Gaps and unmet needs. Unmet needs and gaps should emerge from the situation analysis, competitive environment, constituent needs, and distinctive competencies. If the needs are not obvious, presenting the data and information to a board, staff, or advisors can elicit response and conclusions. The true value of a board with diverse backgrounds and expertise is that each person sees the situation differently.

In some cases, the overlap between unmet need and organizational competence is obvious. In others, gaps may not yet have been defined as a need. The enterprising organization, however, will see the opportunity to better achieve mission.

Alternatives and selection. Several potential positioning opportunities usually exist. Options may be to go broader, or narrower, as in the case of the human service agency that decided to focus on family self-sufficiency. A local or statewide organization may have an option to go regional or national.

Selection of the appropriate position is a strategic decision. Decision considerations include the organization's tolerance for risk or change. Some positions are likely to be more challenging or more radical than others. Funding options and feasibility are strong considerations in position selection. While some alternatives may be most attractive, they may be more difficult to fund. In some cases, to more fully occupy a position, the organization may have to vacate another. Each alternative position has its own set of implications. In all cases, the appropriate position should be strategically advantageous and align with mission.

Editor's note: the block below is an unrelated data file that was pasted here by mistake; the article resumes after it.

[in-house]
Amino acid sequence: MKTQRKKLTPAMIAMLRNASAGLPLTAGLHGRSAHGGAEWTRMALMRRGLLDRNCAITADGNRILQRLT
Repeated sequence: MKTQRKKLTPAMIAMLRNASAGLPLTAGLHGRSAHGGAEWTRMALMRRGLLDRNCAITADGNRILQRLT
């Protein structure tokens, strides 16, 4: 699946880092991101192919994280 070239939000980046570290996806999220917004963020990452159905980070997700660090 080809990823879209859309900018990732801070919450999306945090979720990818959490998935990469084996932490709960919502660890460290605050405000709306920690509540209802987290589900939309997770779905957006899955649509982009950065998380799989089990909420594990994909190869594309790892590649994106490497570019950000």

It is critical to emphasize that positioning is not necessarily about taking an organization into a whole new area, nor does it suggest the organization become too diverse or unfocused. Positioning is based on distinctive competence and clarity about mission, method, and skills. Being deliberate about the position goes beyond organizational identity to strategic advantage. It goes beyond organizational description to clear distinction in the marketplace and in the minds of constituents.